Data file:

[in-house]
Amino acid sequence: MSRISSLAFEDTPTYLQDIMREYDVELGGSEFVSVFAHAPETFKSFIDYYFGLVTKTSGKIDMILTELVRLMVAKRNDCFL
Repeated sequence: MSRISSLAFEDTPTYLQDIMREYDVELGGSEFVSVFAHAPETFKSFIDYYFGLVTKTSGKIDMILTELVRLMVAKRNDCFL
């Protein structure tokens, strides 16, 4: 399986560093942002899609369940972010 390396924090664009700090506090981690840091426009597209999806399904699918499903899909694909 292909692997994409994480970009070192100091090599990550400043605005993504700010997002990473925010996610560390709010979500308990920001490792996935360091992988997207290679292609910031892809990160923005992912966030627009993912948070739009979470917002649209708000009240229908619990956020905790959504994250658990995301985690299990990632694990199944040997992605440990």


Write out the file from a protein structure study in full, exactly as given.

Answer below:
[in-house]
Amino acid sequence: MSRISSLAFEDTPTYLQDIMREYDVELGGSEFVSVFAHAPETFKSFIDYYFGLVTKTSGKIDMILTELVRLMVAKRNDCFL
Repeated sequence: MSRISSLAFEDTPTYLQDIMREYDVELGGSEFVSVFAHAPETFKSFIDYYFGLVTKTSGKIDMILTELVRLMVAKRNDCFL
């Protein structure tokens, strides 16, 4: 399986560093942002899609369940972010 390396924090664009700090506090981690840091426009597209999806399904699918499903899909694909 292909692997994409994480970009070192100091090599990550400043605005993504700010997002990473925010996610560390709010979500308990920001490792996935360091992988997207290679292609910031892809990160923005992912966030627009993912948070739009979470917002649209708000009240229908619990956020905790959504994250658990995301985690299990990632694990199944040997992605440990």